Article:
- Text
- Variables,
- Measurement,
- Regression,
- Parameter,
- Latent,
- Variable,
- Wald,
- Models,
- Likelihood,
- Squares,
- Draft,
- Toronto

First Draft of the paper - University of Toronto

a valid measurement error regression, using commercially available s**of**tware.Many statisticians may prefer to use SAS proc calis (SAS Institute Inc.,1999) because **the**y probably have access to it already and **the** lineqs syntaxis straightforward. O**the**rs may prefer AMOS because **of** **the** graphical interface,while still o**the**rs (particularly psychometricians) may prefer LISRELbecause **of** its long history and **the** wealth **of** instructional material that isavailable. In any case, **the** hard part is not really with understanding **the**methods or using **the** s**of**tware; it’s with having **the** right kind **of** data.In Section 4, we present a more limited set **of** simulations in which structuralequation models are applied to various simulated data sets that employ**the** test-retest design. The purpose **of** **the**se simulations is not to becomprehensive, but just to provide some practical guidance. We find thatnormal-**the**ory likelihood ratio tests work well even when **the** data are notnormal, and that for smaller samples, **the**y generally protect better againstType I error than ei**the**r Wald tests or tests based on Browne’s (1984) robustweighted least-squares method (though **the**se are far, far better than ignoring**the** measurement error). For substantial amounts **of** measurement error andstrong correlations between **the** independent variables, we found that testsbased on weighted least squares were biased even for n = 1, 000, while **the**normal-**the**ory likelihood ratio test was unbiased; this held for non-normal aswell as normal data.Finally, we ask a rhetorical question. If if ignoring measurement error inregression has such awful consequences, and **the**re is a perfectly satisfactoryalternative, why are we still teaching our students to do it? In consultingsituations, why are we still helping our clients do it? In our view, **the** onlyreason is inertia. It is time for a change.1 Inflation **of** Type I error rateTo see how badly things can go wrong, consider a multiple regression modelin which **the**re are two independent variables, both measured with simple additiveerror. The LISREL-type notation (for example Jöreskog, 1978; Bollen,1989) is employed for compatibility with **the** discussion **of** structural equationmodels later in this **paper**.Independently for i = 1, . . . , n,Y i = α + γ 1 ξ i,1 + γ 2 ξ i,2 + ζ i (2)8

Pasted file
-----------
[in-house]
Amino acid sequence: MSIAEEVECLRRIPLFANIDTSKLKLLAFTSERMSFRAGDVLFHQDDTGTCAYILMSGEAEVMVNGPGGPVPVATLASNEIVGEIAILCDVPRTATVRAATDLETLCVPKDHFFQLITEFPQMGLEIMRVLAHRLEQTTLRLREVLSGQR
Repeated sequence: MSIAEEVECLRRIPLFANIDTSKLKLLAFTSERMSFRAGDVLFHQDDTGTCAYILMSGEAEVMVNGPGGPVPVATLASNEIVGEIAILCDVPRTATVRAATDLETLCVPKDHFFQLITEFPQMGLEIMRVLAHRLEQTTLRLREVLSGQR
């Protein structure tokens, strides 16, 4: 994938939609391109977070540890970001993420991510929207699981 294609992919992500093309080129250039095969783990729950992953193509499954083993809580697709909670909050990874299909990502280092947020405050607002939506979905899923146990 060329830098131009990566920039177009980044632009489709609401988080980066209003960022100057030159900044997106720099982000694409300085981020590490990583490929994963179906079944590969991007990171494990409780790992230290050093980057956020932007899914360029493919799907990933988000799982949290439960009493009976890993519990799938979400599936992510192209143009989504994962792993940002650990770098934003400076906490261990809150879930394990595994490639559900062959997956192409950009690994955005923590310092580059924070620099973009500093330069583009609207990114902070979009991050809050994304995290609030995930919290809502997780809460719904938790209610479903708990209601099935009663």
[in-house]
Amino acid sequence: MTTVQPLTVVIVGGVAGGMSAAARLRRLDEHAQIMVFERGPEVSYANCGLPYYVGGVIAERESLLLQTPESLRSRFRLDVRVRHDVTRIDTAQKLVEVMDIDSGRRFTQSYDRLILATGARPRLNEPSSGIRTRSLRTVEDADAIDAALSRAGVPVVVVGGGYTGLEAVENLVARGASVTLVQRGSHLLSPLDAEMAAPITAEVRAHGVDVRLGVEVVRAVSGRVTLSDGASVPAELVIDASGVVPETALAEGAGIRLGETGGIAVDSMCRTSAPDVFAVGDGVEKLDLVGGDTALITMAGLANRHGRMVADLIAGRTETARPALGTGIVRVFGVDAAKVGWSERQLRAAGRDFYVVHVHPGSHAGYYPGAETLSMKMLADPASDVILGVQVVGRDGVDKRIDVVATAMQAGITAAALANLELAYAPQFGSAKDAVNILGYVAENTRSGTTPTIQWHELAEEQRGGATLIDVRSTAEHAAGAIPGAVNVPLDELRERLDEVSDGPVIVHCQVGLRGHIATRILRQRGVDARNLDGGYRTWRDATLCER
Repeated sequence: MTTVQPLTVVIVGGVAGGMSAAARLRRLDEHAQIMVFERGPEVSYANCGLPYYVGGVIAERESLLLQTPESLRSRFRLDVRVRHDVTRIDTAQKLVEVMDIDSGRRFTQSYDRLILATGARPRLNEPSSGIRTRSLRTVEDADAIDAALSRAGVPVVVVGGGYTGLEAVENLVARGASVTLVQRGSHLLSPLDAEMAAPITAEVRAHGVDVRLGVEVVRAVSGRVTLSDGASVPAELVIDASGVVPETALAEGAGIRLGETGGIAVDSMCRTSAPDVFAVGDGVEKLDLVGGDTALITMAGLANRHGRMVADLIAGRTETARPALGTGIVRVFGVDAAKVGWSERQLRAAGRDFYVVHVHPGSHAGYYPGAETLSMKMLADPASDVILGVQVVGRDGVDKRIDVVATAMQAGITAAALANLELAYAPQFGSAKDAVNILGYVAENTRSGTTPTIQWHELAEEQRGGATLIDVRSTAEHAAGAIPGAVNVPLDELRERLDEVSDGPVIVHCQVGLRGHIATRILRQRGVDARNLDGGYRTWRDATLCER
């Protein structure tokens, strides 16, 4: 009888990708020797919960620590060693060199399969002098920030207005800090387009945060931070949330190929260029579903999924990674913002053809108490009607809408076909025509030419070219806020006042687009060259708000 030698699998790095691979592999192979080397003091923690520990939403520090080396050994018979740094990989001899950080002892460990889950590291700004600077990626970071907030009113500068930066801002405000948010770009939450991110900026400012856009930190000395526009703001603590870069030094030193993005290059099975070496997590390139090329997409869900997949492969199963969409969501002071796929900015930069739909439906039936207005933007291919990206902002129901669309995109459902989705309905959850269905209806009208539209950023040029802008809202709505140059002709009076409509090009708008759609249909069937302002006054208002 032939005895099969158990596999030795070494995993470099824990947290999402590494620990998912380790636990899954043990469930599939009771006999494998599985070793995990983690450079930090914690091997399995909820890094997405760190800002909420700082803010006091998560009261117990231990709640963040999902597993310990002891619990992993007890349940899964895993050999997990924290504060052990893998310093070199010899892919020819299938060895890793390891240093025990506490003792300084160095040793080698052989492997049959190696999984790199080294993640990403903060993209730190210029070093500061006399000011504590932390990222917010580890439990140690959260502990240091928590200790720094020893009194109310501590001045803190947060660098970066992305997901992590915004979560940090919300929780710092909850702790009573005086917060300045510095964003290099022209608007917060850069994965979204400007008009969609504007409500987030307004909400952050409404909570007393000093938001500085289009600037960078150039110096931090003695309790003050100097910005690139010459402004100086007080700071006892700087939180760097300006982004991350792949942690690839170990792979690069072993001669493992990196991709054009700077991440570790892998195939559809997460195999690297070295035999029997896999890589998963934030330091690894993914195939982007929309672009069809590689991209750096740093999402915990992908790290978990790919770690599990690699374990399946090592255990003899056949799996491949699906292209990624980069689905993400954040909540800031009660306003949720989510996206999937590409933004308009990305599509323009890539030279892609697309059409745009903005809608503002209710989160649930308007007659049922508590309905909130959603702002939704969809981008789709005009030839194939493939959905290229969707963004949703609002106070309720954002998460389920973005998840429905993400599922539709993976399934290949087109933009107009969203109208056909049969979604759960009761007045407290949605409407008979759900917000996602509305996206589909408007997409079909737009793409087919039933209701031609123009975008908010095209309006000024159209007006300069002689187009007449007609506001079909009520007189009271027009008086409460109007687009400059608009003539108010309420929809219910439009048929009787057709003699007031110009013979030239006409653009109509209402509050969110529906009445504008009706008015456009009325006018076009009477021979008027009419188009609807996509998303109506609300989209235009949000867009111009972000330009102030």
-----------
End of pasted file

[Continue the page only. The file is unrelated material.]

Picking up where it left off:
X i,1 = ν 1 + ξ i,1 + δ i,1X i,2 = ν 2 + ξ i,2 + δ i,2 ,where α, γ 1 and γ 2 are unknown constants (regression coefficients), andE[ξi,1ξ i,2]=[κ1κ 2][ ]ξi,1V arξ i,2= Φ =[ ]φ11 φ 12φ 12 φ 22E[δi,1δ i,2]=[ ] 00[ ]δi,1V arδ i,2= Θ =[ ]θ11 θ 12θ 12 θ 22(3)E[ζ i ] = 0 V ar[ζ i ] = ψ.The true independent variables are ξ i,1 and ξ i,2 , but **the**y are latent variablesthat cannot be observed directly. They are independent **of** **the** error term ζ iand **of** **the** measurement errors δ i,1 and δ i,2 ; **the** error term is also independent**of** **the** measurement errors. The constants ν 1 and ν 2 represent measurementbias. For example, if ξ 1 is true average minutes **of** exercise per day and X 1 isreported average minutes **of** exercise, **the**n ν 1 is **the** mean amount by whichpeople exaggerate **the**ir exercise times.Also, it is reasonable to assume that errors **of** measurement may be correlated.Again, suppose that ξ 1 is true amount **of** exercise and X 1 is reportedamount **of** exercise, while ξ 2 is true age and X 2 is reported age. It is naturalto imagine that adults who exaggerate how much **the**y exercise mighttend to under-report **the**ir ages. Thus, **the** covariance parameter θ 12 is quitemeaningful.When a model such as (2) holds, all one can observe are **the** triples(X i,1 , X i,2 , Y i ) for i = 1, . . . , n. Suppose **the** interest is in testing whe**the**rξ 2 is related to Y , conditionally on **the** value **of** ξ 1 . The natural mistake is totake X 1 as a surrogate for ξ 1 and X 2 as a surrogate for ξ 2 , fit **the** modelY i = β 0 + β 1 X i,1 + β 2 X i,2 + ɛ i (4)by ordinary least squares, and test **the** null hypo**the**sis H 0 : β 2 = 0 as asubstitute for H 0 : γ 2 = 0, using **the** usual t or F -test.Suppose that in fact γ 2 = 0, so that conditionally upon **the** value **of** ξ 1 ,**the** dependent variable Y is independent **of** ξ 2 . It turns out that except underspecial circumstances, **the** least squares quantity ̂β 2 converges almost surely9

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